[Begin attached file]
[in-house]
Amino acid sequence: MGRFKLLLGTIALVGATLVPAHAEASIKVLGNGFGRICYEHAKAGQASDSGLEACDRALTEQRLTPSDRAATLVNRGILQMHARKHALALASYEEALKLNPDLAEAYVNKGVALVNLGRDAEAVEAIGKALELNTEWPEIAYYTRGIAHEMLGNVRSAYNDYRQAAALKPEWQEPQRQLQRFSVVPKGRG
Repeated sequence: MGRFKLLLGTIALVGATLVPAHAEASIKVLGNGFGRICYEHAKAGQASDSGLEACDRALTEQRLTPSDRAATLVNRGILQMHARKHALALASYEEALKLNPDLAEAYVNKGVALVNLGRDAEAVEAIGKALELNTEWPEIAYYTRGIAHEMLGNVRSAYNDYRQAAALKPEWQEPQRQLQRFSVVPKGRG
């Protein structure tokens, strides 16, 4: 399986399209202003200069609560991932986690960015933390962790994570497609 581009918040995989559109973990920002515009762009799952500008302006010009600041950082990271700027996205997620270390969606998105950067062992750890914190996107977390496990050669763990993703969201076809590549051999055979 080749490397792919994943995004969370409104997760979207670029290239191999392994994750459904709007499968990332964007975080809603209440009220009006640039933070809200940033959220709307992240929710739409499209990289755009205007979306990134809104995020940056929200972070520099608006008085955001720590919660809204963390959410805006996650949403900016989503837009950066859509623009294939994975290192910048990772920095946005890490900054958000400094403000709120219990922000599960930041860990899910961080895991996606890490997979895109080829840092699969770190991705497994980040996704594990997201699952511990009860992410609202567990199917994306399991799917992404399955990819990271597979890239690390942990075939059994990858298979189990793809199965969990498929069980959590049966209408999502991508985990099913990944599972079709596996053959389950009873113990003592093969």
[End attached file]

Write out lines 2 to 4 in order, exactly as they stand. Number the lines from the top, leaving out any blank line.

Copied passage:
Amino acid sequence: MGRFKLLLGTIALVGATLVPAHAEASIKVLGNGFGRICYEHAKAGQASDSGLEACDRALTEQRLTPSDRAATLVNRGILQMHARKHALALASYEEALKLNPDLAEAYVNKGVALVNLGRDAEAVEAIGKALELNTEWPEIAYYTRGIAHEMLGNVRSAYNDYRQAAALKPEWQEPQRQLQRFSVVPKGRG
Repeated sequence: MGRFKLLLGTIALVGATLVPAHAEASIKVLGNGFGRICYEHAKAGQASDSGLEACDRALTEQRLTPSDRAATLVNRGILQMHARKHALALASYEEALKLNPDLAEAYVNKGVALVNLGRDAEAVEAIGKALELNTEWPEIAYYTRGIAHEMLGNVRSAYNDYRQAAALKPEWQEPQRQLQRFSVVPKGRG
């Protein structure tokens, strides 16, 4: 399986399209202003200069609560991932986690960015933390962790994570497609 581009918040995989559109973990920002515009762009799952500008302006010009600041950082990271700027996205997620270390969606998105950067062992750890914190996107977390496990050669763990993703969201076809590549051999055979 080749490397792919994943995004969370409104997760979207670029290239191999392994994750459904709007499968990332964007975080809603209440009220009006640039933070809200940033959220709307992240929710739409499209990289755009205007979306990134809104995020940056929200972070520099608006008085955001720590919660809204963390959410805006996650949403900016989503837009950066859509623009294939994975290192910048990772920095946005890490900054958000400094403000709120219990922000599960930041860990899910961080895991996606890490997979895109080829840092699969770190991705497994980040996704594990997201699952511990009860992410609202567990199917994306399991799917992404399955990819990271597979890239690390942990075939059994990858298979189990793809199965969990498929069980959590049966209408999502991508985990099913990944599972079709596996053959389950009873113990003592093969």